You might be in a codependent relationship if there is an imbalance of power in the relationship. Codependency is when you are dependent on someone else for your own self-worth. In codependent relationships, one person is generally the “rescuer” and the other is the “rescued”:
- Rescuer: Finds their self-worth from taking care of their partner. They love to feel needed and feel drained when they feel like they do not matter.
- Rescued: Finds their self-worth from the attention they receive from their partner. If the rescued does not feel loved, they seek attention elsewhere.
Both the rescuer and the rescued abandon themselves and are “codependent” on each other for their self-worth. Instead of experiencing real intimacy in their relationship, they are either rescuing or being rescued.
Consider these signs that you may be in a codependent relationship:
- You believe it is your responsibility to please everyone or keep everyone happy.
- Cautious so as not to annoy or offend your partner
- Difficulty telling your partner “no” or creating boundaries
- Prioritize your partner over important events like work or family
- You put others’ needs before your own.
- You worry about your partner leaving you.
- Being alone makes you feel anxious.
- There are things you would like to change about your partner.
- You are tuned into your partner’s feelings, but don’t know how you feel.
- In arguments, you blame your partner for the way you feel.
Healing from codependency will require you to tune in to what you need, take responsibility for the way you feel, and accept your partner for the way they are rather than who you think she ought to be. One of the most important steps to take when you realize you are in a codependent relationship is to strengthen the relationship you have with yourself.
- Build self-esteem. Build your self confidence so that you no longer depend on your partner or the relationship for happiness.
- Journaling will help you keep track of the way you feel. Regularly include these prompts in your journaling:
- What is important to you?
- What can you do to support your well-being today?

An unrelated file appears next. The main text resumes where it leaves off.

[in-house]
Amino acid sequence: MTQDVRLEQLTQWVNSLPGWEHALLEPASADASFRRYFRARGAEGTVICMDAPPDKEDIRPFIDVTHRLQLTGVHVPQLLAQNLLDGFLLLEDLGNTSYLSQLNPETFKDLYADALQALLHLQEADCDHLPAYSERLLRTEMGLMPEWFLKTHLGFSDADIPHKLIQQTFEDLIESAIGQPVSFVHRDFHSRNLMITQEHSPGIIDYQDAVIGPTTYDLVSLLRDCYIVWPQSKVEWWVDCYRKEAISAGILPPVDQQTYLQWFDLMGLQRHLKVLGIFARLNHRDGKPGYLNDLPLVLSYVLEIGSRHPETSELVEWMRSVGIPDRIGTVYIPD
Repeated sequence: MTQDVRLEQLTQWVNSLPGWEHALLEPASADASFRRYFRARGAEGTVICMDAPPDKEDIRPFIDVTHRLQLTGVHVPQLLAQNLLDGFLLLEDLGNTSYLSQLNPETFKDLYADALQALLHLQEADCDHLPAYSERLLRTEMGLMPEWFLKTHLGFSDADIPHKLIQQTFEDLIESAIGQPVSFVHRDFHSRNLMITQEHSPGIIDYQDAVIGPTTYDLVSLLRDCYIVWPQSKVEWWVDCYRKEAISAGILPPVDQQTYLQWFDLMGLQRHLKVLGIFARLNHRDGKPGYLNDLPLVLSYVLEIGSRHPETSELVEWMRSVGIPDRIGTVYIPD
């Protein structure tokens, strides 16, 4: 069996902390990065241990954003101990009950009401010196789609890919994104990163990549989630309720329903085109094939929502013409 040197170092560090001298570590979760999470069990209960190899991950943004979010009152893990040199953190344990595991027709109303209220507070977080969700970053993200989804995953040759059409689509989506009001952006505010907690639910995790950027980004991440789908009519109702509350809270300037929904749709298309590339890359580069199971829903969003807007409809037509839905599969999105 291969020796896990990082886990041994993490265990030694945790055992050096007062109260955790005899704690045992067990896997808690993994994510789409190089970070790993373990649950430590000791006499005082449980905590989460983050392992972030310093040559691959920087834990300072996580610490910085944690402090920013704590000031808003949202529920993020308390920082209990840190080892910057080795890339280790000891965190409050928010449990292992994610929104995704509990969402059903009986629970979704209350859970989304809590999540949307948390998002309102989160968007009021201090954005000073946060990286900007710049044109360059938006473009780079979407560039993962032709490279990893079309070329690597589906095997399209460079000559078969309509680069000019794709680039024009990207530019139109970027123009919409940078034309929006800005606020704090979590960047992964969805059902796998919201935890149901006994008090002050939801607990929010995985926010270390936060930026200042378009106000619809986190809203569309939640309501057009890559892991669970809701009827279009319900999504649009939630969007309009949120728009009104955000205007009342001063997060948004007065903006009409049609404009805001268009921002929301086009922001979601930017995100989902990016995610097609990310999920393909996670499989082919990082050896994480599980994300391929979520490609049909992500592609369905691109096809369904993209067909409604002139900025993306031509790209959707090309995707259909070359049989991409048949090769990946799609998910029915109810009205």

- What do you need? How can you give yourself what you need?
- Focus on what you can control. You can’t control other people’s words, feelings, or actions. Instead of worrying about those things you can’t control, learn to accept others as they are.
- Focus your energy on things you can control, like your words, actions and behavior.
- Identify your own personal triggers and why they make you feel a certain way
- Identify your core self-sabotaging beliefs. Practice saying no. You might struggle with saying no because you fear “no” will hurt someone’s feelings or harm the way they think about you. Before you say yes to something, ask yourself: Am I doing this because I would love to, or am I doing this because of fear?
- Accept it is not your job to fix someone else’s issues. You might get a part of your self-worth from rescuing others and fixing their issues. If that’s the case, remind yourself that it is not your job to rescue others.
- Take responsibility for your happiness. Do small things to make yourself happy each day. Instead of finding happiness from the approval of your partner, practice making yourself happy.
- Accept your partner as they are. You cannot control whether or not your partner changes. Instead of hoping your partner will change, accept your partner for who they are.
Shifting from a codependent relationship to an intimate relationship will be challenging. Prioritizing yourself over your partner might feel uncomfortable at first. But growing out of your codependent relationship will help you experience a truly intimate relationship that empowers you to grow and thrive together.